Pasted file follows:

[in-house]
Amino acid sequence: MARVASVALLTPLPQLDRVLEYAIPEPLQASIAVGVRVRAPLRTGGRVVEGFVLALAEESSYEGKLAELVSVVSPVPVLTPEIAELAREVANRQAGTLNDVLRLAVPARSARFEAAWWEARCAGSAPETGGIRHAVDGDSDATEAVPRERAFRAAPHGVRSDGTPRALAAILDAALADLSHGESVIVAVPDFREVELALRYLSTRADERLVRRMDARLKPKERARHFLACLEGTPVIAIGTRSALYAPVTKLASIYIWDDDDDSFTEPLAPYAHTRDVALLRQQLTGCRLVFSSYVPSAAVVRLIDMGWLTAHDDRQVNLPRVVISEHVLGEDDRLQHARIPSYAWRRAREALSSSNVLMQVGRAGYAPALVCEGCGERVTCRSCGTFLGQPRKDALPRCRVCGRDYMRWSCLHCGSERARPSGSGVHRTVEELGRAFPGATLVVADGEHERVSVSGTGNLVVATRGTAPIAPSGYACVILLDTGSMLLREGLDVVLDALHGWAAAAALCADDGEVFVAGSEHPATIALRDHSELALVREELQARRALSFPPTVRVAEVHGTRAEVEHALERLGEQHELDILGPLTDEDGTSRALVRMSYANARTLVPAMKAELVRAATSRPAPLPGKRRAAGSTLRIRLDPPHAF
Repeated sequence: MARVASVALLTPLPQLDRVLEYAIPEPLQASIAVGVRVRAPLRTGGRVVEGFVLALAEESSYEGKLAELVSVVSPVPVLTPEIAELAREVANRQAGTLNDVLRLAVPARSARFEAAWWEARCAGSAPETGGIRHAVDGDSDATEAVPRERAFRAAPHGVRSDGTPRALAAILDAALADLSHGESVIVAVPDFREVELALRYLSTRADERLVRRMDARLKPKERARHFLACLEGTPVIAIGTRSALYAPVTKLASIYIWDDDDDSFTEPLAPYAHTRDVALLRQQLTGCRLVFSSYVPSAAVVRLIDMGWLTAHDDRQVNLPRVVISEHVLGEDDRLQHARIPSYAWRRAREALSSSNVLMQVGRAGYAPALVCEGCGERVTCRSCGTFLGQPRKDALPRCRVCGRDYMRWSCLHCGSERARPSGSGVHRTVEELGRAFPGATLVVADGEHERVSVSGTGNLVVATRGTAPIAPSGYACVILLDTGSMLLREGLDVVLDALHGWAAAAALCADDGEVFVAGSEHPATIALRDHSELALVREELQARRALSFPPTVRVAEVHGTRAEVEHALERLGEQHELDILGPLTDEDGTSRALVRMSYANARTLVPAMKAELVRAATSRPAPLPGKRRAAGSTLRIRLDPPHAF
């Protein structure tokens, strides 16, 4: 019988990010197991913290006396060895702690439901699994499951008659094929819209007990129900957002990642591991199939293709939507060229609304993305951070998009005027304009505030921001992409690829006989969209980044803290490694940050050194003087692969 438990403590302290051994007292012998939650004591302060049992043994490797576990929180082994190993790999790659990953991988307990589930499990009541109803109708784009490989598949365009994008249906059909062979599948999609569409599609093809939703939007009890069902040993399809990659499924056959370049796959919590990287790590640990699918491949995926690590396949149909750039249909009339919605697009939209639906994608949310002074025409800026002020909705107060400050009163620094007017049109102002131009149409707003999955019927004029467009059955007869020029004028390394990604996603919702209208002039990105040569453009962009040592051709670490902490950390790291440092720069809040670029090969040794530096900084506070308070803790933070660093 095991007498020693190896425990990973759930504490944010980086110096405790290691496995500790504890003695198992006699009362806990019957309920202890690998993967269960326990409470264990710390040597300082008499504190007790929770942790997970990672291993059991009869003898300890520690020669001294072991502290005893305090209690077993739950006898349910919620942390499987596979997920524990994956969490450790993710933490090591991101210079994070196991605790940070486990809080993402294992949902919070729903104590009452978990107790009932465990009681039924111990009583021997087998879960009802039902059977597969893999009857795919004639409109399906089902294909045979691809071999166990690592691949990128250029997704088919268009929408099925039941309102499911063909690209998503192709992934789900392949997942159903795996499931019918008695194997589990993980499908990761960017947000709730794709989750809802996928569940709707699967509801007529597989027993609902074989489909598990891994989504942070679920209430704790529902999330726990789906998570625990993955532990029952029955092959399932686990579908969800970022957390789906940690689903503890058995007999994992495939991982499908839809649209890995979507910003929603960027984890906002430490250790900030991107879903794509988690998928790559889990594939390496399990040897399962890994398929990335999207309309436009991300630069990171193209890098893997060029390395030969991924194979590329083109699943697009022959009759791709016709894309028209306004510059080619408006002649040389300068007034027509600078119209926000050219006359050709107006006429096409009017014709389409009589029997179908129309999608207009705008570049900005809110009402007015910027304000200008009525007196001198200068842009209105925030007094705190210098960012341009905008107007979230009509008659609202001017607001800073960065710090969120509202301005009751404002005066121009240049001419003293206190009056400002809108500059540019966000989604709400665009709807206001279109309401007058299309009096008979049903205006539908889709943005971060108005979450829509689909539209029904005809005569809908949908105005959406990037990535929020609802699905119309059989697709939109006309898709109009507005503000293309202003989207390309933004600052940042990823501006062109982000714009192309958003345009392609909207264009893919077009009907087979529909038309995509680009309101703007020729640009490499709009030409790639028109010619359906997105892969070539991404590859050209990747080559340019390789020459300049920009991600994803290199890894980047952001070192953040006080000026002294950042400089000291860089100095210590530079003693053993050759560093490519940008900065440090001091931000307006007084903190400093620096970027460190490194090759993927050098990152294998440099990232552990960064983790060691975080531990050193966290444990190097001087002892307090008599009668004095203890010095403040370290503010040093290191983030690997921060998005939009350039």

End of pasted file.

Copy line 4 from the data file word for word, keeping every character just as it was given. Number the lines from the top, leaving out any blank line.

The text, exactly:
């Protein structure tokens, strides 16, 4: 019988990010197991913290006396060895702690439901699994499951008659094929819209007990129900957002990642591991199939293709939507060229609304993305951070998009005027304009505030921001992409690829006989969209980044803290490694940050050194003087692969 438990403590302290051994007292012998939650004591302060049992043994490797576990929180082994190993790999790659990953991988307990589930499990009541109803109708784009490989598949365009994008249906059909062979599948999609569409599609093809939703939007009890069902040993399809990659499924056959370049796959919590990287790590640990699918491949995926690590396949149909750039249909009339919605697009939209639906994608949310002074025409800026002020909705107060400050009163620094007017049109102002131009149409707003999955019927004029467009059955007869020029004028390394990604996603919702209208002039990105040569453009962009040592051709670490902490950390790291440092720069809040670029090969040794530096900084506070308070803790933070660093 095991007498020693190896425990990973759930504490944010980086110096405790290691496995500790504890003695198992006699009362806990019957309920202890690998993967269960326990409470264990710390040597300082008499504190007790929770942790997970990672291993059991009869003898300890520690020669001294072991502290005893305090209690077993739950006898349910919620942390499987596979997920524990994956969490450790993710933490090591991101210079994070196991605790940070486990809080993402294992949902919070729903104590009452978990107790009932465990009681039924111990009583021997087998879960009802039902059977597969893999009857795919004639409109399906089902294909045979691809071999166990690592691949990128250029997704088919268009929408099925039941309102499911063909690209998503192709992934789900392949997942159903795996499931019918008695194997589990993980499908990761960017947000709730794709989750809802996928569940709707699967509801007529597989027993609902074989489909598990891994989504942070679920209430704790529902999330726990789906998570625990993955532990029952029955092959399932686990579908969800970022957390789906940690689903503890058995007999994992495939991982499908839809649209890995979507910003929603960027984890906002430490250790900030991107879903794509988690998928790559889990594939390496399990040897399962890994398929990335999207309309436009991300630069990171193209890098893997060029390395030969991924194979590329083109699943697009022959009759791709016709894309028209306004510059080619408006002649040389300068007034027509600078119209926000050219006359050709107006006429096409009017014709389409009589029997179908129309999608207009705008570049900005809110009402007015910027304000200008009525007196001198200068842009209105925030007094705190210098960012341009905008107007979230009509008659609202001017607001800073960065710090969120509202301005009751404002005066121009240049001419003293206190009056400002809108500059540019966000989604709400665009709807206001279109309401007058299309009096008979049903205006539908889709943005971060108005979450829509689909539209029904005809005569809908949908105005959406990037990535929020609802699905119309059989697709939109006309898709109009507005503000293309202003989207390309933004600052940042990823501006062109982000714009192309958003345009392609909207264009893919077009009907087979529909038309995509680009309101703007020729640009490499709009030409790639028109010619359906997105892969070539991404590859050209990747080559340019390789020459300049920009991600994803290199890894980047952001070192953040006080000026002294950042400089000291860089100095210590530079003693053993050759560093490519940008900065440090001091931000307006007084903190400093620096970027460190490194090759993927050098990152294998440099990232552990960064983790060691975080531990050193966290444990190097001087002892307090008599009668004095203890010095403040370290503010040093290191983030690997921060998005939009350039």